Individual Leadership

Communicating with different personality types

Written by Dylan Gerstley

3 Min Read

We all bring our lives into the workplace, no matter how hard we try to check ourselves at the door. Understanding employees and colleagues as individuals, who each have their own unique skills and life experiences, is critical to getting the most out of collaboration. By interacting with established personality types, we can begin to polish our communication for the most effective results.

Take the test and respond accordingly

Decades of research into human personalities has given us obtainable access to helpful personality tests and matrixes. Some of the most popular include the Myers-Briggs, the Birkman Method, DiSC, and CliftonStrengths. At Siegfried, we use the Fascination Assessment to find out what values our employees can offer based on their unique abilities.

By using these tools, you can better understand your team’s, and your own, strengths and weaknesses. An effective and efficient team is comprised of a variety of personality types. This offers the opportunity for each individual to be placed in a role that matches up with their strengths, while limiting their weaknesses. These weaknesses can then be covered by another team member’s strengths, creating a strong, multitalented team that can conquer an array of projects with aplomb.

Understand the nuance

Even though personality tests and matrixes are helpful tools to understand how an individual is approaching a situation, they are just that: tools. Because each individual is the result of their unique experiences, it’s important to recognize the nuance that comes with that. Personality types are a guide to interaction rather than a mandated way of doing things.

Conversely, as an individual yourself, you bring your own unique experiences to the table. In leadership roles, it’s often more advisable to remain as objective as possible to eliminate any emotional decision making. But each situation is different, so use your best judgment in dealing with a difficult situation by calling on all you know, and not just relying on a set personality archetype.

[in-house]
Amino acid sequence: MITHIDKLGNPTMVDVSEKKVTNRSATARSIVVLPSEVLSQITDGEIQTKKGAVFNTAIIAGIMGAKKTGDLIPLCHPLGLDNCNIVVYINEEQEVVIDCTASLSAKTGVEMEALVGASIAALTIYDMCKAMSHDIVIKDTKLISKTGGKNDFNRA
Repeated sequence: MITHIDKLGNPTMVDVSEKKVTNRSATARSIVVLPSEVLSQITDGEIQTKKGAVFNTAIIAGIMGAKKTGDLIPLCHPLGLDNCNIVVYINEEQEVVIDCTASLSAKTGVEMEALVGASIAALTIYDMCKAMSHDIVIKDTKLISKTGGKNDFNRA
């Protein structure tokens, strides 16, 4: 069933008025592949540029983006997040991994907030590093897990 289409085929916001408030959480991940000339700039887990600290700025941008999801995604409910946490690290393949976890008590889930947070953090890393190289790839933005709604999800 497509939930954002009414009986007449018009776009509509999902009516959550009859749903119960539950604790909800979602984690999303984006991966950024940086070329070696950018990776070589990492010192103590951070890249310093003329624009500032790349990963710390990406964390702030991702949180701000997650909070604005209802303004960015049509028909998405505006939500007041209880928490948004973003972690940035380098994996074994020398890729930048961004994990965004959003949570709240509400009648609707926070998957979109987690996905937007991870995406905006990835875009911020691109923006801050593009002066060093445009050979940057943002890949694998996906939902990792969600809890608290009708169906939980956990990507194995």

By using the personality test results as a starter for a conversation, you can give your team the opportunity to share more about themselves that may jar with what the test says. It’s imperative to avoid stereotyping employees, and instead use the test results as a chance to learn more about each other.

Take a load off

There’s more to employees than their job titles and responsibilities. As mentioned above, we all have our own lives that impact how we act at work. To truly connect with employees and colleagues to understand their unique situation, spend some time away from the office without focusing on work.

A coffee catch up hour, a trivia or game night, or a Netflix club are all great ways to spark some authentic human interaction. The social bonds created through these structured events will create organic team chemistry as everyone grows to know each other and become more familiar with the different communication styles across the group.

By taking the time to know your employees and colleagues better, you’ll be more equipped to meet their needs and exceed expectations at work. And you will also be better prepared to navigate difficult or sticky situations because you have put in the time and effort to truly know your team.

Lead by example

Blending personal and professional can be a tricky balance to strike, but by sharing genuine thoughts and feelings from your life as a leader, you help your team feel more at ease sharing their lives. Being authentic about the challenges you are facing helps others become more comfortable with their own vulnerability, while leading to stronger emotional connections.

And as always, the simple rules of respect apply to all, regardless of personality type. Actively listen, lean into what others are going through, and strive to create greater connections that benefit all.

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